Write A Letter to Indian Affairs Committee
Re: Illegal Land Transfer of Missouri River Treaty Lands
Ask them to Intervene or Rescind the Public Law 106-53 because the land was taken improperly.

Ben Night horse Campbell, Chairman
Committee on Indian Affairs
United States Senate
838 Hart Office Building
Washington DC 20510
(202) 224-2251 ph.
(202) 224-


Honorable Chairman,
members of the Indian Affairs Committee,

Greetings. Once again, a major wrong is being committed against the Great Sioux Nation, and the extinction of a proud culture is jeopardized by the failure of the United States Government's oversight toward a transfer of treaty lands (53 recreational sites) and waters to the state of South Dakota.

On August 17, 1999, Public Law 106-53 (Title VI) known as the controversial "Mitigation Act" was passed with many intentions to violate existing treaties between the Great Sioux Nation (Lakota Confederacy) and the United States. The US Army Corps of Engineers, Presidents of both the Cheyenne River and Lower Brule Sioux tribal councils, the controversial governor of South Dakota William "Wild Bill" Janklow, and an ambitious US Senator
Tom Daschle introduced injustice known as the "Mitigation Act", into national history.

Our own History precludes us from supporting any activities that may jeopardize the social and human rights afforded us via Internationally binding treaties made between our ancestors and yours. The United States constitution was enacted in 1787. Article 6 of this international document declared, "…all treaties made…shall be the supreme law of the land."

In 1851 & 1868, the Ft. Laramie Treaties were established as a signal of strength for the Lakota people of the Great Sioux Nation and its allies. Article 2 of the 1868 treaty established mutually adhered to boundaries, "…commencing on the East Bank of the Missouri River…and in addition thereto, all existing reservations on the east bank of said river shall be, and the same is, set apart for the absolute and undisturbed possession of the
Indians herein named. (15 Stat. 635).  Article 12, requires 3/4 of the adult male population of the Great Sioux Nation to be consulted prior to any cession or conveyance of title.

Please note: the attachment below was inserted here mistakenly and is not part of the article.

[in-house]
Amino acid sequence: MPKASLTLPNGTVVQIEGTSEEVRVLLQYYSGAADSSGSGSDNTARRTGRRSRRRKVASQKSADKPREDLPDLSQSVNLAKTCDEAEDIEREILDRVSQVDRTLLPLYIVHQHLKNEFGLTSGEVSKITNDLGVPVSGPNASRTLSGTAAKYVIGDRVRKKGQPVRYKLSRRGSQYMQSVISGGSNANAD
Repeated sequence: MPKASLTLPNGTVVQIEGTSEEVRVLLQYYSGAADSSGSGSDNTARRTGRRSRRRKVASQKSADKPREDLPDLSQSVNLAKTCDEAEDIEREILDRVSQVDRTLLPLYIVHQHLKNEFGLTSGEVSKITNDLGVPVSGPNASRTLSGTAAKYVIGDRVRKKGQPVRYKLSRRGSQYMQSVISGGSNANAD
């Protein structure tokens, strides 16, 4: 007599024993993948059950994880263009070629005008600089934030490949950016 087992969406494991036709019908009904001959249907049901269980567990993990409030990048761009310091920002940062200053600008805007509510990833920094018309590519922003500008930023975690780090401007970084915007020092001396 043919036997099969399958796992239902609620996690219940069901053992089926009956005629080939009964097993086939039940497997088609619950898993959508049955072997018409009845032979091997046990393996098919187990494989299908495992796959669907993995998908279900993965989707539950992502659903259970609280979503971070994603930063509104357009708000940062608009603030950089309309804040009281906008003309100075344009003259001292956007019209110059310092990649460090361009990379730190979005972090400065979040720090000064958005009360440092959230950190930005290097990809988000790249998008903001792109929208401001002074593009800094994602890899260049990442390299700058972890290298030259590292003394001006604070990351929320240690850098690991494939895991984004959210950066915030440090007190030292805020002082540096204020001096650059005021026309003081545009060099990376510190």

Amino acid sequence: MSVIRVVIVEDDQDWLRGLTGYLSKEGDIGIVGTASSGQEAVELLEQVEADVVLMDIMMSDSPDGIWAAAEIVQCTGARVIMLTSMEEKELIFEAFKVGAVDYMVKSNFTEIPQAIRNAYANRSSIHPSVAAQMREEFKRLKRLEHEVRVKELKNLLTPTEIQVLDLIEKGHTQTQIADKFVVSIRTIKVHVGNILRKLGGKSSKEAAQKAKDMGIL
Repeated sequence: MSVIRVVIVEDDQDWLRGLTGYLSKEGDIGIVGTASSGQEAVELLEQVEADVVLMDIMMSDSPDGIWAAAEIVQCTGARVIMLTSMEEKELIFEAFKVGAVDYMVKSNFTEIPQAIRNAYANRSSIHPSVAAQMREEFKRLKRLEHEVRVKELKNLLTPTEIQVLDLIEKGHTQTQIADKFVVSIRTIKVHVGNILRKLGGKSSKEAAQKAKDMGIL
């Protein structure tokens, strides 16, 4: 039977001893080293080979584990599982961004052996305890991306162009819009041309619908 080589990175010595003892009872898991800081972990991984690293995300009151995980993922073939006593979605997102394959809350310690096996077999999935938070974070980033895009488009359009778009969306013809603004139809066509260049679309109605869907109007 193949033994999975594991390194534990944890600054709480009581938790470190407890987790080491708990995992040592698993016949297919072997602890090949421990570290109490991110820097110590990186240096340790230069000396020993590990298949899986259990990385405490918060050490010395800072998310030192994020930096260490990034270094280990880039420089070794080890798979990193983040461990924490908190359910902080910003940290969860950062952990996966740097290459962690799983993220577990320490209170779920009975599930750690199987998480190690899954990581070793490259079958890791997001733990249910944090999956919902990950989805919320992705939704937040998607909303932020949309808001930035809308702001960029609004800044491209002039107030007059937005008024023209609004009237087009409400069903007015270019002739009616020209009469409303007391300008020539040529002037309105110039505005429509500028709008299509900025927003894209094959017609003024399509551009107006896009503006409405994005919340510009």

Violations of the initial law or treaty (15 stat. 635) resulted in the passage of numerous acts of Congress, including but not limited to the Flood Control Act of 1944 (Section 4. 58 Stat. 887); The Indian Reorganization Act of June 18, 1934 (25 USC 461); The Homestead Acts of 1910 (30 USC 83); The General Allotment/Dawes Act of Feb. 8 1887 (24 Stat. 388); The forced reduction of the Great Sioux Nation in 1877;The Abrogation of Indian Treaties (Mar. 3, 1871, ch. 120, Sec. 1, 16 Stat. 566). The list goes on. Included in this sordid list will be Public Law 106-53--Title VI, (herein after the "Mitigation Act") as the transfer of Great Sioux Nation land
title to the state of South Dakota…

In March 22 of 1999, members of our Lakota Student Alliance risked our livelihoods, our liberties, our home and families, in order to maintain a spiritual fire at an encampment on Laframbois Island, a plot of federal land scheduled to be transferred to South Dakota. We camped there as a statement of opposition to the land transfer, as we still do now, which was legislated without the consultation of 3/4 of the adult male population.

That same day, South Dakota Governor Janklow told Lakota elders that he "didn't sign" any treaty, so his hands were clean.  PL 106-53 Title VI overshadows the potential loss of cultural dignity, which would only amount to nothing less than Cultural Genocide.